July 17, 2013 – Issue 16

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  • Issues of the week

    Diamondback moth larvae feeding on pods.

    The pod stage is the critical time to watch for insect feeding in canola. When flowering is done, the crop cannot produce more flowers to compensate for insect losses. Thresholds for insects such as bertha armyworm, diamondback moth larvae (shown in the photo above) and lygus bugs are based on losses at pod feeding.

    However, take care with timing. Jumping the gun with early insecticide applications on flowering canola can create a whole lot of trouble for beneficials, have limited benefit in terms of insect management, and be a step back in sustainability. With a healthy beneficial population, insect outbreaks are never as severe as they will be without the beneficials to keep populations in check. Adding insecticide to a fungicide mix may “only” cost $5 per acre, but the timing is not right for insect management — other than for cabbage seedpod weevil if at thresholds. There are likely many other better ways to spend that money — including waiting until early pod stages to spray. If finding time to scout is an issue, consider spending part of the $5 per acre to hire someone to scout for you.

    Tweet of the week, from the July 17 #ABbugchat on Twitter:

    Tweet of the week July 17

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  • Canola Watch quiz

    Quiz July 17

    What is this worm?

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  • Grasshopper thresholds

    grasshopper feeding small

    Grasshopper numbers are at or near thresholds in some regions of the Prairies. The nominal threshold for grasshoppers in canola is 8-12 per metre square. How you go about counting them is the challenge. As soon as you walk into an area, grasshoppers take off and do not cooperate with your attempts to count them. So entomologists have come up with a more practical scouting technique. It involves three steps…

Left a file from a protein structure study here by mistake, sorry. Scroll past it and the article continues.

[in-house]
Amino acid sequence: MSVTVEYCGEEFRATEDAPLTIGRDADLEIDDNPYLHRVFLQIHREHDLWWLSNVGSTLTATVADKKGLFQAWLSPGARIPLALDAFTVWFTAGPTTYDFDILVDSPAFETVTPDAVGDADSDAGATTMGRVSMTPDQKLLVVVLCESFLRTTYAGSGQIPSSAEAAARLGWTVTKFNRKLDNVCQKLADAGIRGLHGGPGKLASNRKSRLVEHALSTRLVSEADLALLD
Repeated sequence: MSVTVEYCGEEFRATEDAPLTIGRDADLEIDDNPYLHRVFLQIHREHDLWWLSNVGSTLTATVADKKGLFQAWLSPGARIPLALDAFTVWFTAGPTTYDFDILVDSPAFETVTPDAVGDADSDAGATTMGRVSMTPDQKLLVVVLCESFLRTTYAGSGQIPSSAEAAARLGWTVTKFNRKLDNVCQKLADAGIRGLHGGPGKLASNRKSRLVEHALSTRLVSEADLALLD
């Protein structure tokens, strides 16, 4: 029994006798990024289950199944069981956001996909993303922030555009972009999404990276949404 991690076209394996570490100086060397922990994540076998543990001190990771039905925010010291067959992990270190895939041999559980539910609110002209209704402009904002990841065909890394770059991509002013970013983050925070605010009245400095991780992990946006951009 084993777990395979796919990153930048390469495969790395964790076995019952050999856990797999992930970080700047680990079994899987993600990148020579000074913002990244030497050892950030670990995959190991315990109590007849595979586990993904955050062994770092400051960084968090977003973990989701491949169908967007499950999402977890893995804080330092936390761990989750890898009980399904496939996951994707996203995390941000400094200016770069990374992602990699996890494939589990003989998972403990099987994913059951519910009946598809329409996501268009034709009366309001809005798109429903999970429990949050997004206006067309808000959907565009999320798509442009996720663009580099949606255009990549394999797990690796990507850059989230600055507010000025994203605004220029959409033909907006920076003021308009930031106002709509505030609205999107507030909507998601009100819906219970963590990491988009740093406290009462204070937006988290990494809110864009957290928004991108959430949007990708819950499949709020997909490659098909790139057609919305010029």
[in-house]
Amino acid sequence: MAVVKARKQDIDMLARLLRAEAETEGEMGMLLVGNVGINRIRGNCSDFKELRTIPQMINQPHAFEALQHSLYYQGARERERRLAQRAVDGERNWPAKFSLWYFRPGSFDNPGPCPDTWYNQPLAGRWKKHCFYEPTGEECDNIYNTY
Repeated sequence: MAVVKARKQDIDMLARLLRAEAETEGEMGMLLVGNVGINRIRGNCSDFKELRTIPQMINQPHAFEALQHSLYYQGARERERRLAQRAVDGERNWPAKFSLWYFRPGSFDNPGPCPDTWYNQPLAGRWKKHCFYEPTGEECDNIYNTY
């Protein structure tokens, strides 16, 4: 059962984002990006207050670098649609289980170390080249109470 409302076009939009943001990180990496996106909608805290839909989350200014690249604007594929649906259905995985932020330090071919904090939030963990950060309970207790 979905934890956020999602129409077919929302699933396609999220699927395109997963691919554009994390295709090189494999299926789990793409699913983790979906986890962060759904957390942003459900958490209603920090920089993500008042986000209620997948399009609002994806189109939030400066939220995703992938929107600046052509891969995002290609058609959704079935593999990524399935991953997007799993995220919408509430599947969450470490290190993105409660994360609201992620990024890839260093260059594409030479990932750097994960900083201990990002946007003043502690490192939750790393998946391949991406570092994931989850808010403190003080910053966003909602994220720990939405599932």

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  • Insect update: bertha counts video

    Bertha armyworm moth counts continue to accumulate across the Prairies. Many areas are now at moderate to high risk, and adult numbers will continue to build this week. Adult counts can hint at the potential level of feeding by the larvae — the actual armyworms — starting about two weeks after the first wave of adults showed up in traps.

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  • Bertha armyworm scouting tips

    These are all bertha armyworms, showing the variation in color that can make idenfication a challenge.

    —Go out in early morning or late evening when larvae are mostly active.
    —Mark out an area a quarter-metre square (50 cm by 50 cm) and beat the plants growing within that area to dislodge the larvae. Count the larvae that have fallen to the ground and multiply by 4 to get the number per metre square. Larvae will hide under leaf litter and in cracks, so check closely.
    —Sample at least 5 locations (10-15 is recommended) a minimum of 50 metres apart. Do not sample headlands and areas within the crop that are not representative of the field. Use the average number of larvae at the sites surveyed to determine if the economic threshold has been exceeded.
    —Scout each field. Adjacent fields may have very different larval densities, depending on how attractive the crop was when the moths were laying their eggs. Adjacent fields may also have different-sized larvae, depending on when the eggs were laid.
    —For best results, apply an insecticide as soon as economic thresholds are reached. A single well-timed application of any registered insecticide is usually effective. Check provincial crop protection guides for registered insecticides.
    —Apply insecticides early in the morning or late evening when the larvae are actively feeding. Do not apply during warm afternoons.

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  • How to ID 50% flower

    Fungicide applied late in the window can provide valuable protection from sclerotinia stem rot if flowering is extended or if conditions become more conducive to disease.

    The fungicide window to manage sclerotinia stem rot closes at 50% flower. 50% flowering is when:
    —The crop is at its “most yellow.”
    —There are more than 20 open flowers on the main stem. In this case, include aborted flowers and developing pods as “open flowers.”
    
—You may notice signs of sclerotinia infection down in the canopy around rotting petals.
    
—Side branches are starting to flower.


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  • Options for canola wiped out by hail

    Canola at late flowering flattened by hail. Source: Leeann Minogue

    Canola destroyed by hail could be harvested as forage, replaced with a short-season barley silage crop, or turned under for green manure.

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